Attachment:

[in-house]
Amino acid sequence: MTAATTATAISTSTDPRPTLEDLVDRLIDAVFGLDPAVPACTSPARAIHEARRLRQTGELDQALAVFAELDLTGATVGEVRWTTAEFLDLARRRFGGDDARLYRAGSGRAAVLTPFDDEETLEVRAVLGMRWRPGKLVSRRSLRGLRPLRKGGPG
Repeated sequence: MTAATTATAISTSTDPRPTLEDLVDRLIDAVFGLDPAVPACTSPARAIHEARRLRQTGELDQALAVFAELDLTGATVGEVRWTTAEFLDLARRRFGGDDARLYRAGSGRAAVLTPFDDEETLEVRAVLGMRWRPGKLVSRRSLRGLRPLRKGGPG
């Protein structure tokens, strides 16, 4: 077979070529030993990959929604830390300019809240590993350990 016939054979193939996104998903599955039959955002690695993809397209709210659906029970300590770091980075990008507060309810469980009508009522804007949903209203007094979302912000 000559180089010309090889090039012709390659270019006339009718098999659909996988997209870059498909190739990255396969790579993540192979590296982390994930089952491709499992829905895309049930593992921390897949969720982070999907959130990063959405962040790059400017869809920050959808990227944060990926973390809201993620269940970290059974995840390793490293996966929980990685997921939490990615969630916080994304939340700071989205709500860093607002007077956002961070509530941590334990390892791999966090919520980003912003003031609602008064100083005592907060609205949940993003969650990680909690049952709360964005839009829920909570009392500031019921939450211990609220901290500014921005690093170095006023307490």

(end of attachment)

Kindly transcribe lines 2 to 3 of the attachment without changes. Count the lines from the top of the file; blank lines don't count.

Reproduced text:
Amino acid sequence: MTAATTATAISTSTDPRPTLEDLVDRLIDAVFGLDPAVPACTSPARAIHEARRLRQTGELDQALAVFAELDLTGATVGEVRWTTAEFLDLARRRFGGDDARLYRAGSGRAAVLTPFDDEETLEVRAVLGMRWRPGKLVSRRSLRGLRPLRKGGPG
Repeated sequence: MTAATTATAISTSTDPRPTLEDLVDRLIDAVFGLDPAVPACTSPARAIHEARRLRQTGELDQALAVFAELDLTGATVGEVRWTTAEFLDLARRRFGGDDARLYRAGSGRAAVLTPFDDEETLEVRAVLGMRWRPGKLVSRRSLRGLRPLRKGGPG